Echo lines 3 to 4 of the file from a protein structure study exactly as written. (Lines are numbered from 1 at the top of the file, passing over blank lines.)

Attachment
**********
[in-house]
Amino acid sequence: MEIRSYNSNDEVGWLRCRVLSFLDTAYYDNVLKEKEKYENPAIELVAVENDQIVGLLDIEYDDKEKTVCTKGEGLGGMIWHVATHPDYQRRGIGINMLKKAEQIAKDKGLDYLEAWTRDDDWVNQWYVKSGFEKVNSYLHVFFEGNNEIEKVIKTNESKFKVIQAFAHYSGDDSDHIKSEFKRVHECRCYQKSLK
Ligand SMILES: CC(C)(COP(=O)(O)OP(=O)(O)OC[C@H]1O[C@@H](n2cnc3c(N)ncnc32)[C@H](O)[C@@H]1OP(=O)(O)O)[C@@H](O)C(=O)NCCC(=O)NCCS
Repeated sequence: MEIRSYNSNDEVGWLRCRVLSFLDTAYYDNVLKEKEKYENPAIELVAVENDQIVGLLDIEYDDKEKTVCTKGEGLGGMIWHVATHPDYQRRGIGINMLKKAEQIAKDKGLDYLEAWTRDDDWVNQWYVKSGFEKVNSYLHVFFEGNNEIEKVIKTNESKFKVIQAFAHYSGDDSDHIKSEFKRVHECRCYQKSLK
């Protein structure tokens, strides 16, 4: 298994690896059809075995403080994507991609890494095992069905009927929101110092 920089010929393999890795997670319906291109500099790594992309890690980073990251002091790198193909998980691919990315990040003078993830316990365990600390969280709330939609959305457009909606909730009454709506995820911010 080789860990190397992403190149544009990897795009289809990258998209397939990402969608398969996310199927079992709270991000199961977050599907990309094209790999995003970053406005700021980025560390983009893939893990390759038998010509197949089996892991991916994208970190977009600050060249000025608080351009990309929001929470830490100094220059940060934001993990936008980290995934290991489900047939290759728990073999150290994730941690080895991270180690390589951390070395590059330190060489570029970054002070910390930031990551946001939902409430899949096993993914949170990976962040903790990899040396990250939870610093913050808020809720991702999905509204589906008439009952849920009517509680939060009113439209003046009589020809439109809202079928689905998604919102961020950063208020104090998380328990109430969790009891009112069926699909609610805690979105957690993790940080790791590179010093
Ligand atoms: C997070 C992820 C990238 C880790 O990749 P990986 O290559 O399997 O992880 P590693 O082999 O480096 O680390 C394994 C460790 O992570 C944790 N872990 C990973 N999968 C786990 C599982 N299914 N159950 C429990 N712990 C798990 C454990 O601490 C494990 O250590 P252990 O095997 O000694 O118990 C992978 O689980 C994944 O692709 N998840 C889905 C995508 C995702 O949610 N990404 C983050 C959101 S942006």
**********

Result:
Ligand SMILES: CC(C)(COP(=O)(O)OP(=O)(O)OC[C@H]1O[C@@H](n2cnc3c(N)ncnc32)[C@H](O)[C@@H]1OP(=O)(O)O)[C@@H](O)C(=O)NCCC(=O)NCCS
Repeated sequence: MEIRSYNSNDEVGWLRCRVLSFLDTAYYDNVLKEKEKYENPAIELVAVENDQIVGLLDIEYDDKEKTVCTKGEGLGGMIWHVATHPDYQRRGIGINMLKKAEQIAKDKGLDYLEAWTRDDDWVNQWYVKSGFEKVNSYLHVFFEGNNEIEKVIKTNESKFKVIQAFAHYSGDDSDHIKSEFKRVHECRCYQKSLK